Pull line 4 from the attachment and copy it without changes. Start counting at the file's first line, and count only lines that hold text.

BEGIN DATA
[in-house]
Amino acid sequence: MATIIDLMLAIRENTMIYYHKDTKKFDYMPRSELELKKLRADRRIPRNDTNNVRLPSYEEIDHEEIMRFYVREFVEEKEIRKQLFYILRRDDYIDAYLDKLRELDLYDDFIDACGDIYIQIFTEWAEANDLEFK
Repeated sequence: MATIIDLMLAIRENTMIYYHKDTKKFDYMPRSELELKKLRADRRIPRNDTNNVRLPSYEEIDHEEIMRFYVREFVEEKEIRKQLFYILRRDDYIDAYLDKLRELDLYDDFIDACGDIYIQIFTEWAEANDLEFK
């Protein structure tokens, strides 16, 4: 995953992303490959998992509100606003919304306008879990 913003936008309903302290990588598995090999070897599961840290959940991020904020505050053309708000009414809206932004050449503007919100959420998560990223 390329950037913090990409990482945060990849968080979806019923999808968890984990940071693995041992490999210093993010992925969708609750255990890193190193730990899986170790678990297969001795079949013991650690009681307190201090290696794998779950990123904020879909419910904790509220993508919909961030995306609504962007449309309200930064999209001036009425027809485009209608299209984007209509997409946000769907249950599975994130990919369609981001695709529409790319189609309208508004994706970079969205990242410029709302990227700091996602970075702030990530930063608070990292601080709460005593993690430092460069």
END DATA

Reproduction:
């Protein structure tokens, strides 16, 4: 995953992303490959998992509100606003919304306008879990 913003936008309903302290990588598995090999070897599961840290959940991020904020505050053309708000009414809206932004050449503007919100959420998560990223 390329950037913090990409990482945060990849968080979806019923999808968890984990940071693995041992490999210093993010992925969708609750255990890193190193730990899986170790678990297969001795079949013991650690009681307190201090290696794998779950990123904020879909419910904790509220993508919909961030995306609504962007449309309200930064999209001036009425027809485009209608299209984007209509997409946000769907249950599975994130990919369609981001695709529409790319189609309208508004994706970079969205990242410029709302990227700091996602970075702030990530930063608070990292601080709460005593993690430092460069």